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Developing your Ikigai


Abdallah S. Daar
Abdallah S. Daar

On this important day why do I wish I were in your place instead of mine? Because there is more uncertainty in your lives, and that means more promise, a greater flutter of the heart, more likelihood of more silos being shattered, a more equal and just world. Among you are those so privileged you came to this great university almost by birthright; others have struggled and sacrificed greatly to get here. Your individual stories are fascinating, yet you share many wonderful values. Your generation is less inclined to judge others by wealth or background, religion, sexual orientation or skin color. Let me tell you a story. When I was a surgeon in Oman, I had a wonderful Canadian colleague called McDonald, who had strong, healthy daughters and sons, one of whom had a new girlfriend. He called home to say he was bringing Jane for dinner and when they arrived, the parents had a slightly puzzled look, and calling the son aside, Dr. McDonald said: "Why didn't you tell us on the phone Jane was black?" The son replied: "Dad, I just hadn't noticed!" That is one reason why I came to Canada and why Canada is such a great country.

Today is a day of many transitions: from the womb of university to the world of work; from the loving embrace of parents to the world of outside freedom; from dependency to independence; from youth to adulthood. But what will you make of that growing up? Adults are not all that smart after all. One of my favorite books is "The Little Prince" by Antoine de St. Exupery, in which the Little Prince says "Grown-ups never understand anything by themselves, and it is tiresome for children to be always and forever explaining things to them". I learnt from the Little Prince to see everything with childlike wonder. So what else do incipient grown-ups need to know?

Humanity has never had so many tools with which to build a more perfect life. Cheap travel, computers, cell phones, the Internet, social networks, the ability with one click to donate a mosquito bed net that might save an African child from dying of malaria. But in these times of transition, all this may seem confusing and you may think you are alone in this confusion. But you are not. None of you knows where you will be or what you will be doing in 5 years. So relax. Be excited and challenged by the uncertainty, knowing it will all work out well in the end.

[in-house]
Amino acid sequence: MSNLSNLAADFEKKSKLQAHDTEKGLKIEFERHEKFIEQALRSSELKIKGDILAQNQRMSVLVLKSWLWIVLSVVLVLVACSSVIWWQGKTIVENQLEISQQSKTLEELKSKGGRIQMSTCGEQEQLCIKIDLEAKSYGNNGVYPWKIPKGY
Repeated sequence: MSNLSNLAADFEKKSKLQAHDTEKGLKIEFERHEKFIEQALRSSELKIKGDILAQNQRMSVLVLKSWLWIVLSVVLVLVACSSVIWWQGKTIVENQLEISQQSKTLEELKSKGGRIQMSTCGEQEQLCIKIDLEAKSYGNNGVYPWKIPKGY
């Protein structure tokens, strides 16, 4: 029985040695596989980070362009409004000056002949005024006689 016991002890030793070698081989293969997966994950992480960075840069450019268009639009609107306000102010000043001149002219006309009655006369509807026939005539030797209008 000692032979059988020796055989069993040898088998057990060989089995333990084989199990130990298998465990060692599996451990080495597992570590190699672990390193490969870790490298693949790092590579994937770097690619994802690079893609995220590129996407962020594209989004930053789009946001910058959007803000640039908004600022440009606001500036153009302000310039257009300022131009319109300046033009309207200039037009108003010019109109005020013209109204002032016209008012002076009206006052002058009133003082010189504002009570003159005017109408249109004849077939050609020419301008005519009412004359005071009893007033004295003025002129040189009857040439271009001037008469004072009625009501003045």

The very meaning of life is change, and all change, even at the DNA level, is risky. You could spend much time worrying, trying to mitigate risk. You will not always succeed, and if you try to mitigate every risk, you will mitigate the very joy out of life. There will always be black swans. Learn early what's important and what's not, and don't sweat the small stuff. Learn to listen to your inner voice, and if it says take that fork in the road, take it, and if that turns out to be wrong, learn from the experience and move on. That inner voice in time will help you distinguish calculated risks from recklessness.

But first you need to foster that inner voice through sincere reflection. Don't sleep without reflecting on your day's actions and their motives. That inner voice will become your best friend. It may not always seem rational or logical at first, for some of what it says comes from the heart. But it will help to chart your own road in life, allowing you to grow naturally, alone internally, but outside in comradeship, working with others in groups yet avoiding groupthink. It will become the seat of your passion, your idealism, the font of all your innovations. Without that inner voice there is no real "you". So if it means taking a year or two to backpack in the Andes or the Himalayas to discover it that will be time well spent.

But if you discover it early here at University Avenue, that's great too, for it will leave you more time to travel, and travel allows you to listen to the stories of other people. As Athol Fugard observed, "The only safe place is inside a story." You can have no empathy, no full human life if you don't learn to listen to other people's stories, and let them touch you.